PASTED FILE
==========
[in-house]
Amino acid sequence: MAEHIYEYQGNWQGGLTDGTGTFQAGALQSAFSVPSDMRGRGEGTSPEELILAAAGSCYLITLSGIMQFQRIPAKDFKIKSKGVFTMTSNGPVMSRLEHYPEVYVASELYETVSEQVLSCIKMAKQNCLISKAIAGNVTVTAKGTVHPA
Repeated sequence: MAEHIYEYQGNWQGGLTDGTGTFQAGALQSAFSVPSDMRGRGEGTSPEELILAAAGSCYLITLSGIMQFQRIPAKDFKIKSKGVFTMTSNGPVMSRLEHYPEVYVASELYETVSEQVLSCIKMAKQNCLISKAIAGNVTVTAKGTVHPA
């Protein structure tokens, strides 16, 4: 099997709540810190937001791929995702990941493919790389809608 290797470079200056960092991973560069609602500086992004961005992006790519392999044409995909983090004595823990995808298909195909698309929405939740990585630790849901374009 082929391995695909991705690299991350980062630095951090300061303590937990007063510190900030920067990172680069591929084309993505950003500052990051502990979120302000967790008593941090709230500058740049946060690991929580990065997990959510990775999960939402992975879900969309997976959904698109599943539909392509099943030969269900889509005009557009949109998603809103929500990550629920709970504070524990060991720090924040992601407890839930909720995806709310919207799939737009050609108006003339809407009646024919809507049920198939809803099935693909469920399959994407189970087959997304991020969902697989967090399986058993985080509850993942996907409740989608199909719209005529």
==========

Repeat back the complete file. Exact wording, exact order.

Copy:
[in-house]
Amino acid sequence: MAEHIYEYQGNWQGGLTDGTGTFQAGALQSAFSVPSDMRGRGEGTSPEELILAAAGSCYLITLSGIMQFQRIPAKDFKIKSKGVFTMTSNGPVMSRLEHYPEVYVASELYETVSEQVLSCIKMAKQNCLISKAIAGNVTVTAKGTVHPA
Repeated sequence: MAEHIYEYQGNWQGGLTDGTGTFQAGALQSAFSVPSDMRGRGEGTSPEELILAAAGSCYLITLSGIMQFQRIPAKDFKIKSKGVFTMTSNGPVMSRLEHYPEVYVASELYETVSEQVLSCIKMAKQNCLISKAIAGNVTVTAKGTVHPA
């Protein structure tokens, strides 16, 4: 099997709540810190937001791929995702990941493919790389809608 290797470079200056960092991973560069609602500086992004961005992006790519392999044409995909983090004595823990995808298909195909698309929405939740990585630790849901374009 082929391995695909991705690299991350980062630095951090300061303590937990007063510190900030920067990172680069591929084309993505950003500052990051502990979120302000967790008593941090709230500058740049946060690991929580990065997990959510990775999960939402992975879900969309997976959904698109599943539909392509099943030969269900889509005009557009949109998603809103929500990550629920709970504070524990060991720090924040992601407890839930909720995806709310919207799939737009050609108006003339809407009646024919809507049920198939809803099935693909469920399959994407189970087959997304991020969902697989967090399986058993985080509850993942996907409740989608199909719209005529």